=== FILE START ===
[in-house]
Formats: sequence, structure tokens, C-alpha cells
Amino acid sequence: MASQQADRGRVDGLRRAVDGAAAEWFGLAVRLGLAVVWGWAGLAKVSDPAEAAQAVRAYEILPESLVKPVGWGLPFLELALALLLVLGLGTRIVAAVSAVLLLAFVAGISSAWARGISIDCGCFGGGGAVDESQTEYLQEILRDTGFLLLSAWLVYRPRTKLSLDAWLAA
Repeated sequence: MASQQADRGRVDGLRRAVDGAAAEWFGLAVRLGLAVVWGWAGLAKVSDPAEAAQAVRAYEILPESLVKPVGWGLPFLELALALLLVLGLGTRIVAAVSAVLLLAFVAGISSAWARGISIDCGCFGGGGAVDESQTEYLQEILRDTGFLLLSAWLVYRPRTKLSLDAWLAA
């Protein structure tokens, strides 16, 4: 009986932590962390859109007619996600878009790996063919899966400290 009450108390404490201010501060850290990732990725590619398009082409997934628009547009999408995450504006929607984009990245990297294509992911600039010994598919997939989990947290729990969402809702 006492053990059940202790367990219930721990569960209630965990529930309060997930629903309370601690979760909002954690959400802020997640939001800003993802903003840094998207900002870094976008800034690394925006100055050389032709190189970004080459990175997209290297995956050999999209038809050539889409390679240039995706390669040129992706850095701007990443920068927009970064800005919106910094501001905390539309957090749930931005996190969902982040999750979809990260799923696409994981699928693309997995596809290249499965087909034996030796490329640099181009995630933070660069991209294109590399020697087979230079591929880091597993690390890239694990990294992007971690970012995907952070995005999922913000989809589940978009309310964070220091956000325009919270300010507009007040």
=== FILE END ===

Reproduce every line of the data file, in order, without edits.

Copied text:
[in-house]
Formats: sequence, structure tokens, C-alpha cells
Amino acid sequence: MASQQADRGRVDGLRRAVDGAAAEWFGLAVRLGLAVVWGWAGLAKVSDPAEAAQAVRAYEILPESLVKPVGWGLPFLELALALLLVLGLGTRIVAAVSAVLLLAFVAGISSAWARGISIDCGCFGGGGAVDESQTEYLQEILRDTGFLLLSAWLVYRPRTKLSLDAWLAA
Repeated sequence: MASQQADRGRVDGLRRAVDGAAAEWFGLAVRLGLAVVWGWAGLAKVSDPAEAAQAVRAYEILPESLVKPVGWGLPFLELALALLLVLGLGTRIVAAVSAVLLLAFVAGISSAWARGISIDCGCFGGGGAVDESQTEYLQEILRDTGFLLLSAWLVYRPRTKLSLDAWLAA
């Protein structure tokens, strides 16, 4: 009986932590962390859109007619996600878009790996063919899966400290 009450108390404490201010501060850290990732990725590619398009082409997934628009547009999408995450504006929607984009990245990297294509992911600039010994598919997939989990947290729990969402809702 006492053990059940202790367990219930721990569960209630965990529930309060997930629903309370601690979760909002954690959400802020997640939001800003993802903003840094998207900002870094976008800034690394925006100055050389032709190189970004080459990175997209290297995956050999999209038809050539889409390679240039995706390669040129992706850095701007990443920068927009970064800005919106910094501001905390539309957090749930931005996190969902982040999750979809990260799923696409994981699928693309997995596809290249499965087909034996030796490329640099181009995630933070660069991209294109590399020697087979230079591929880091597993690390890239694990990294992007971690970012995907952070995005999922913000989809589940978009309310964070220091956000325009919270300010507009007040």